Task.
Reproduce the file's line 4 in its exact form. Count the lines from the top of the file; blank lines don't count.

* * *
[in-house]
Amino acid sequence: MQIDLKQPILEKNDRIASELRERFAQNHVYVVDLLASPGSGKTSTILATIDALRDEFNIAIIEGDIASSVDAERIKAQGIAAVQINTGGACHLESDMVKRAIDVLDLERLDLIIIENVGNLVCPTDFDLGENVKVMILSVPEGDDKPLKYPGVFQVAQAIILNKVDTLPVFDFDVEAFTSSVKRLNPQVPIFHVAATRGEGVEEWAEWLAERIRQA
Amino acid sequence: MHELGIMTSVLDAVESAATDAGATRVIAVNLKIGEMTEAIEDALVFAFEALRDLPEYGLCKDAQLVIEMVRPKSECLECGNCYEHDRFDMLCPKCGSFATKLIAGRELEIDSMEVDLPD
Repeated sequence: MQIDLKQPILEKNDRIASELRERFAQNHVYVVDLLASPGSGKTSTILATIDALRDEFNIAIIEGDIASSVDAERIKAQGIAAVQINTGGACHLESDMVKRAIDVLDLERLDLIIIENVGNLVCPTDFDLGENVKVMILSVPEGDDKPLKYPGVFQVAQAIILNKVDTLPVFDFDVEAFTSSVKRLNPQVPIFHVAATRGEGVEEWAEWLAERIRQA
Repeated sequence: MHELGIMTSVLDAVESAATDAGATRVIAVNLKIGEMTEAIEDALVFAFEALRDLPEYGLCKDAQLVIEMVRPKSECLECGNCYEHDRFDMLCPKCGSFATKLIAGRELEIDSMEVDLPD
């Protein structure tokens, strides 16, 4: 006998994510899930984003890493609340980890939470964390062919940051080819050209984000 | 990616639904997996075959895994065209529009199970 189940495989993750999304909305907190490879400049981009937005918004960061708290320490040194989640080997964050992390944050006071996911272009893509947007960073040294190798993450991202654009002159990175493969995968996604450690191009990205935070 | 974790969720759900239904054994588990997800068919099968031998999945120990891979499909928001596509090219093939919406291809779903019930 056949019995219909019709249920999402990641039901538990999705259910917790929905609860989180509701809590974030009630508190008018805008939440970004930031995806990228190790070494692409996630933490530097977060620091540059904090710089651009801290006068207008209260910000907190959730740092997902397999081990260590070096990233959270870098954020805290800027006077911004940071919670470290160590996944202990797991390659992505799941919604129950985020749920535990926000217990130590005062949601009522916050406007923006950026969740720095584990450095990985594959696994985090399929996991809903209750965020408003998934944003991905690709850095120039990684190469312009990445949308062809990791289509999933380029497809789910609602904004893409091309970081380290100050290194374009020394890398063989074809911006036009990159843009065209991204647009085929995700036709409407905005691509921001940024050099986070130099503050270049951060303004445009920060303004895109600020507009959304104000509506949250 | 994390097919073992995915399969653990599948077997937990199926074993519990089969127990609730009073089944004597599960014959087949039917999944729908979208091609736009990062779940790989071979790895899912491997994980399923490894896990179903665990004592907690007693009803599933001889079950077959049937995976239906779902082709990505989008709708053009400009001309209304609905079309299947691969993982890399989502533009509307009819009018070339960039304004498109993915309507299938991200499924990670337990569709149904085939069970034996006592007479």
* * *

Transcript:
Repeated sequence: MQIDLKQPILEKNDRIASELRERFAQNHVYVVDLLASPGSGKTSTILATIDALRDEFNIAIIEGDIASSVDAERIKAQGIAAVQINTGGACHLESDMVKRAIDVLDLERLDLIIIENVGNLVCPTDFDLGENVKVMILSVPEGDDKPLKYPGVFQVAQAIILNKVDTLPVFDFDVEAFTSSVKRLNPQVPIFHVAATRGEGVEEWAEWLAERIRQA